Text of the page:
The Earlier Poems: Some Themes and Patterns

  • David Daiches


The greatness and originality of Yeats’s middle and later poems have led to the dismissal of his earlier poetry by most critics as of merely biographical interest, illustrating the morass of late nineteenth-century romanticism from which the poet’s developing genius eventually rescued him. There is of course some justification for this. The moaning self-indulgence of such a poem as ‘The Sad Shepherd’, the meretricious Orientalism of ‘Anashuya and Vijaya’, and what he himself later called ‘all that overcharged colour inherited from the romantic movement’ found in so many of the poems in his first three collections, are not really worth serious critical attention. Nevertheless, there is much of interest in these early poems, some of which at least are of value in their own right. It is true that when we find ourselves arrested by a particular early poem it will generally turn out to be a drastically revised version that we are looking at, and if we turn to the original version in an early volume or in Poems and Ballads of Young Ireland or in the indispensable Allt-Alspach variorum edition we may well find something much vaguer in expression and much less striking in imagery.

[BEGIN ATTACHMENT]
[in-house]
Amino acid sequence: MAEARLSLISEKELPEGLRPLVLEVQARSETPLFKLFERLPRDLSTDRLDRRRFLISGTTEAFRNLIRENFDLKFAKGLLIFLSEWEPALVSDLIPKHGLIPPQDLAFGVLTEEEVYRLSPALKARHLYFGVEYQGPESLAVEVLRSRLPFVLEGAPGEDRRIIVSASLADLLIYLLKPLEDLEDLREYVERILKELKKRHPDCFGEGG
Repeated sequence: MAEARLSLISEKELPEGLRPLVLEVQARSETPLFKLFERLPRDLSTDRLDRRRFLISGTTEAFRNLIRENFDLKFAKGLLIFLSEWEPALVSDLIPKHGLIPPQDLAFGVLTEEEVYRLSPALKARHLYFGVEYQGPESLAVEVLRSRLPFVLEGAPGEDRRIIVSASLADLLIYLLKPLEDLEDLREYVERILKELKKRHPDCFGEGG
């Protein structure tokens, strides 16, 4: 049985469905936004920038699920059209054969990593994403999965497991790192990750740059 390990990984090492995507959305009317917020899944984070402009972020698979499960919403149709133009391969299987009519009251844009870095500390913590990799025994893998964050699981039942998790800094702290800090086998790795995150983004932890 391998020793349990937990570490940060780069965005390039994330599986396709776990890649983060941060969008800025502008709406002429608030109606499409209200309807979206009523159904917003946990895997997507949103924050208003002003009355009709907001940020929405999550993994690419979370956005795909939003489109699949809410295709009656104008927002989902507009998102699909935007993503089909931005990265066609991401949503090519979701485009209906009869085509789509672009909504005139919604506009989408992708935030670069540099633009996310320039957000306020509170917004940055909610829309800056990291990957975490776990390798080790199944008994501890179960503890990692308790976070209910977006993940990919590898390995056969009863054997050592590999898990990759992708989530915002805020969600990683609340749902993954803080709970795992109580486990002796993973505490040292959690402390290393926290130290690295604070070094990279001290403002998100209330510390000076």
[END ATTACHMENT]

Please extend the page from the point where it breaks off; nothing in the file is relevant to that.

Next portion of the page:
Human World Wild Nature Romantic Movement Faint Meteor Collect Poem 
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© Palgrave Macmillan, a division of Macmillan Publishers Limited 1965

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  • David Daiches

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